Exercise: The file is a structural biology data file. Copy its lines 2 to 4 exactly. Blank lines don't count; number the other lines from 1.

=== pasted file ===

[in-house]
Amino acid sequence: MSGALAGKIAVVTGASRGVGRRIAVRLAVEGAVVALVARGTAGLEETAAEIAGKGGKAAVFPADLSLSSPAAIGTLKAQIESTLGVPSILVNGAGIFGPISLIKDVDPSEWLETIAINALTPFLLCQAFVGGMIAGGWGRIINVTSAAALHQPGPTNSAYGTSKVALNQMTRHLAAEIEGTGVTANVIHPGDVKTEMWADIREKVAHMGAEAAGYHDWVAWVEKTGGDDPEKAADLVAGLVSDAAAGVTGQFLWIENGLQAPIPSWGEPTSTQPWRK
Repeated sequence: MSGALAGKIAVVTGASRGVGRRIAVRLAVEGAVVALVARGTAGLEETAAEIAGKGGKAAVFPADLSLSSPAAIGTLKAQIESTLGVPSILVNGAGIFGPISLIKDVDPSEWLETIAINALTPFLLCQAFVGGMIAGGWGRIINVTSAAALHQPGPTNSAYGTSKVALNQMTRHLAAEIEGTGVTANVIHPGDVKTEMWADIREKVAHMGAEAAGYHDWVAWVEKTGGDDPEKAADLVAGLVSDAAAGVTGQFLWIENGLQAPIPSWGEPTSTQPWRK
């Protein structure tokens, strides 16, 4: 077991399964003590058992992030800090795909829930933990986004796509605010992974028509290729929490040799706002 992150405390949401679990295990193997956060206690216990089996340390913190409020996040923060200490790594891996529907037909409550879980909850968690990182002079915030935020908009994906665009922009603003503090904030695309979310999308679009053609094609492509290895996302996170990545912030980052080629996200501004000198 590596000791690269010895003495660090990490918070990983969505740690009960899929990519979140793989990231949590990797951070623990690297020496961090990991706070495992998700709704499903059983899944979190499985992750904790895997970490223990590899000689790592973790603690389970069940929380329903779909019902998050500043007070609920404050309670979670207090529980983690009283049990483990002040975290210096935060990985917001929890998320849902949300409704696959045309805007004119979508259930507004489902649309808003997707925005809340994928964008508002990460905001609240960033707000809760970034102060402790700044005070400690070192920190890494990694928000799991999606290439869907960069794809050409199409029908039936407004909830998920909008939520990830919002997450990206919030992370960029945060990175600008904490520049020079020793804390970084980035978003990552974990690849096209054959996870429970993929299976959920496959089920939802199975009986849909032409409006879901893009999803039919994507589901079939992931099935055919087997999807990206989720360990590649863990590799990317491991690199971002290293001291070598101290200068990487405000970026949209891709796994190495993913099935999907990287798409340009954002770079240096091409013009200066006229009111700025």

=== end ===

Amino acid sequence: MSGALAGKIAVVTGASRGVGRRIAVRLAVEGAVVALVARGTAGLEETAAEIAGKGGKAAVFPADLSLSSPAAIGTLKAQIESTLGVPSILVNGAGIFGPISLIKDVDPSEWLETIAINALTPFLLCQAFVGGMIAGGWGRIINVTSAAALHQPGPTNSAYGTSKVALNQMTRHLAAEIEGTGVTANVIHPGDVKTEMWADIREKVAHMGAEAAGYHDWVAWVEKTGGDDPEKAADLVAGLVSDAAAGVTGQFLWIENGLQAPIPSWGEPTSTQPWRK
Repeated sequence: MSGALAGKIAVVTGASRGVGRRIAVRLAVEGAVVALVARGTAGLEETAAEIAGKGGKAAVFPADLSLSSPAAIGTLKAQIESTLGVPSILVNGAGIFGPISLIKDVDPSEWLETIAINALTPFLLCQAFVGGMIAGGWGRIINVTSAAALHQPGPTNSAYGTSKVALNQMTRHLAAEIEGTGVTANVIHPGDVKTEMWADIREKVAHMGAEAAGYHDWVAWVEKTGGDDPEKAADLVAGLVSDAAAGVTGQFLWIENGLQAPIPSWGEPTSTQPWRK
């Protein structure tokens, strides 16, 4: 077991399964003590058992992030800090795909829930933990986004796509605010992974028509290729929490040799706002 992150405390949401679990295990193997956060206690216990089996340390913190409020996040923060200490790594891996529907037909409550879980909850968690990182002079915030935020908009994906665009922009603003503090904030695309979310999308679009053609094609492509290895996302996170990545912030980052080629996200501004000198 590596000791690269010895003495660090990490918070990983969505740690009960899929990519979140793989990231949590990797951070623990690297020496961090990991706070495992998700709704499903059983899944979190499985992750904790895997970490223990590899000689790592973790603690389970069940929380329903779909019902998050500043007070609920404050309670979670207090529980983690009283049990483990002040975290210096935060990985917001929890998320849902949300409704696959045309805007004119979508259930507004489902649309808003997707925005809340994928964008508002990460905001609240960033707000809760970034102060402790700044005070400690070192920190890494990694928000799991999606290439869907960069794809050409199409029908039936407004909830998920909008939520990830919002997450990206919030992370960029945060990175600008904490520049020079020793804390970084980035978003990552974990690849096209054959996870429970993929299976959920496959089920939802199975009986849909032409409006879901893009999803039919994507589901079939992931099935055919087997999807990206989720360990590649863990590799990317491991690199971002290293001291070598101290200068990487405000970026949209891709796994190495993913099935999907990287798409340009954002770079240096091409013009200066006229009111700025």